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A senior architect won’t be recommending the names of anyone in the building industry to his client unless they are licensed.
Roy Price, a member of the New Zealand Institute of Architects, says the reality of Restricted Building Work which comes into effect on March 1 this year is that tradespeople must be licensed.
From the March 1 date, any residential building project involving structural change or weather tightness must use people who are Licensed Building Practitioners (LBP).
“We must have confidence in the builder and subcontractors to produce the best job for the client. As architects we’re reliant on the building industry to do their workmanship to the highest level,” Roy Price says.
“Architects have recognised the need for their own qualifications and maintaining competency levels for many years. The Department of Building and Housing acknowledges that by recognising us as being licensed. It’s now requiring the building industry to meet similar standards.”
Roy explains that nine times out of 10 a client engages an architect who will then design and manage the project for them. This means builders who aren’t licensed building practitioners will find work difficult to obtain. Now that’s a compelling reason for tradespeople to be licensed by March 1 he says.
Roy is putting his money where his creative talents are. He’s designed a distinctive two storey home and engaged a builder with the right qualifications to do the job.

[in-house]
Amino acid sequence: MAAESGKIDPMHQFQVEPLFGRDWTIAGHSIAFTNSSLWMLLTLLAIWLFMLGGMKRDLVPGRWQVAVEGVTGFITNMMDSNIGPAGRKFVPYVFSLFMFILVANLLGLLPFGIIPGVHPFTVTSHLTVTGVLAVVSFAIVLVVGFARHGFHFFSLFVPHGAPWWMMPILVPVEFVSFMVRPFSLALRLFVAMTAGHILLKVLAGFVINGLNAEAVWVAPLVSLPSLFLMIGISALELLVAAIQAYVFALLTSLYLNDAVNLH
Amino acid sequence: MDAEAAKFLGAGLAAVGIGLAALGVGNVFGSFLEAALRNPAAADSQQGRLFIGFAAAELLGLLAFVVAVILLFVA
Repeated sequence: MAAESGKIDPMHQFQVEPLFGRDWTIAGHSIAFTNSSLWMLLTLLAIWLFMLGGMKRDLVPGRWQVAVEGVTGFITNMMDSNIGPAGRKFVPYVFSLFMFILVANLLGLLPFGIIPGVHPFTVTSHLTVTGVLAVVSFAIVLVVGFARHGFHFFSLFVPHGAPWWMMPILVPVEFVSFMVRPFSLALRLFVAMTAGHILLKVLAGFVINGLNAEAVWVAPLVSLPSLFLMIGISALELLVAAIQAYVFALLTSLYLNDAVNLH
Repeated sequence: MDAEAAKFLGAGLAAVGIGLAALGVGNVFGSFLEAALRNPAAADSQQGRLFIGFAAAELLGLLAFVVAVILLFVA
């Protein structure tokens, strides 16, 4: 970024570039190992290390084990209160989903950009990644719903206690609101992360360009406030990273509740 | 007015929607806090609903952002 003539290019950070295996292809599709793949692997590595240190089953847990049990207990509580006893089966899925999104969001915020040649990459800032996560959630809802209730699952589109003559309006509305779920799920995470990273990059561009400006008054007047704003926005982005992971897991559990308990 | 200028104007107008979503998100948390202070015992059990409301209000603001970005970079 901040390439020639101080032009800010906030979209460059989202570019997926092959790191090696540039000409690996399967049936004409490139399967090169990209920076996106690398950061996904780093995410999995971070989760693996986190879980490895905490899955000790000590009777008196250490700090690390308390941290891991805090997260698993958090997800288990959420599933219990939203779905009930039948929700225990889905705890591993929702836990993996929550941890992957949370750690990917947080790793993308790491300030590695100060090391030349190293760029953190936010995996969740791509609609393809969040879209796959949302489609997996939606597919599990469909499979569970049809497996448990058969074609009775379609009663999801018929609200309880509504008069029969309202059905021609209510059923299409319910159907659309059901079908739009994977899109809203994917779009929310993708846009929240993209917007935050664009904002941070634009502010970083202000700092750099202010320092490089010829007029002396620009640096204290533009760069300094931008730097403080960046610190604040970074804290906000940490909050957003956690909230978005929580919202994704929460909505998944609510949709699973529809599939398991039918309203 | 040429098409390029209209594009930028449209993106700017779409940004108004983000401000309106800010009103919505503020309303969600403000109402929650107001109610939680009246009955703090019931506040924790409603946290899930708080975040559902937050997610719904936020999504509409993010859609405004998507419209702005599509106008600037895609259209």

Phil Round is a member of the Manawatu branch of the Master Builders Association and owner of Avenue Construction Ltd. He’s been a builder for 30 years and, for the next few months, he’s constructing Roy and Lois Price’s new home.
Phil has supported the government’s Building Act Review “for a long time now” and, when it introduced Restricted Building Work, he was one of the first to be licensed. “Using a LBP means you know the builder has the appropriate skills to do the work and, if things go wrong, there’s a process for the owner to seek recourse,” Phil says.
“There’ve been too many people out there who pick up a hammer and call themselves a builder. Yet building or renovating a home is the biggest investment people can ever make and, until this review has come along, they’ve had little protection.
“In the past developers have engaged people without the necessary skills which has resulted in shoddy work.”
Phil has another string to his bow or nail to his hammer. He’s a nationally appointed arbitrator and mediator for the industry. If people have disputes with builders or tradespeople over payment or workmanship then Phil, as a member of AMINZ (Arbitrators Mediation Institute of NZ), gets called on to adjudicate.
He sees the licensing of building practitioners whether builders or plasterers or bricklayers or roofers as crucial in a dispute situation. “Being licensed will provide recourse for the consumer. People can now go to the DBH which, in turn, will take their complaint to a disciplinary tribunal,” Phil says.
“There’ll be a defined complaints procedure to deal with issues.”
Both Phil and Roy have trod the professional qualifications path and emphasise there’ll be little work for people who decide against being licensed.
“Being licensed is criteria for obtaining work. If you’re not then clients won’t want you on site. We want to satisfy them that they have a reputable builder with a reputable team,” Roy Price says.
Phil Round sees his licence as proof that his skills and training undertaken over the years are recognised. “When I quote for a job I say I’m a member of the Master Builders Association and a licensed building practitioner. And I’m including it on my website. It’s put the building industry on a new and more professional footing.”